Help maintain a positive work-life balance at your company with a parental leave policy
Employees who have kids in school have extra demands on their time: parent-teacher conferences, school awards assemblies, class plays, field trips and other school activities. But if they feel their jobs prevent them from being there, they may feel conflicted and even resentful toward the company.
Suggestions for your parental leave policy
Even if you’re not in a state that mandates or encourages parental leave time to attend certain school functions (there are 15 states that do), you may want to take the initiative and start formulating a policy for parental leave.
If you do, here are some points to address in your parental leave policy:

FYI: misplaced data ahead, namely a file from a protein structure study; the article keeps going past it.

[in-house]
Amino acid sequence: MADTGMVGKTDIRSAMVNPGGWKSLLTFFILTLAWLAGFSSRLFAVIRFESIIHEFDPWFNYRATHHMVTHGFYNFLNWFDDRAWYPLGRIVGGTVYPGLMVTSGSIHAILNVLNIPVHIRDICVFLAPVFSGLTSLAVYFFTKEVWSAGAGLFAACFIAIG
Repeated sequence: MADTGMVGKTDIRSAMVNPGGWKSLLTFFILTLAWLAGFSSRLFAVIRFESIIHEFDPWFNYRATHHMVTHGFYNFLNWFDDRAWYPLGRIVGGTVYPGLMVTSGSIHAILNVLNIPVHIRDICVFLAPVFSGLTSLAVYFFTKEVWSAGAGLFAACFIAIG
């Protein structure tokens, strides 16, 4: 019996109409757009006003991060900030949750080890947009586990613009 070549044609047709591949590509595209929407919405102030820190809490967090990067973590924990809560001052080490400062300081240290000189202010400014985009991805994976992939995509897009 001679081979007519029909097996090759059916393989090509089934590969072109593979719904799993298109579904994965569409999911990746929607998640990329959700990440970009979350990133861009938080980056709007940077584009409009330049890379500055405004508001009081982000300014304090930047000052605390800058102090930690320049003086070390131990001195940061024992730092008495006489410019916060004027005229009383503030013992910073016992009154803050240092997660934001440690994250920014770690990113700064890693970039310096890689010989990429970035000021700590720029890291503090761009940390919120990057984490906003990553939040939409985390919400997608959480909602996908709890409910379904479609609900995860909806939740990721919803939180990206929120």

- Ask parents to schedule the activity outside work hours, if possible.
- Require advance notice.
- Define whether other employees – caregiving grandparents, for instance – also have leave rights.
- If you operate on a paid-time-off model, encourage employees to use PTO for these events.
- Prohibit retaliation against those who take this kind of time off.
Keep nonparents in mind too
You’ll also need to consider how employees who don’t have school-age children will react to your parental-leave policy. If they perceive it as granting “special privileges” to some workers and not others, you’ll have another set of problems. That’s why it’s important to emphasize that the policy doesn’t give parents the right to take more leave than other workers; it simply clarifies when they can take leave and ensures that they won’t be penalized for trying to balance their work schedule and family obligations.
photo credit: Artman1122
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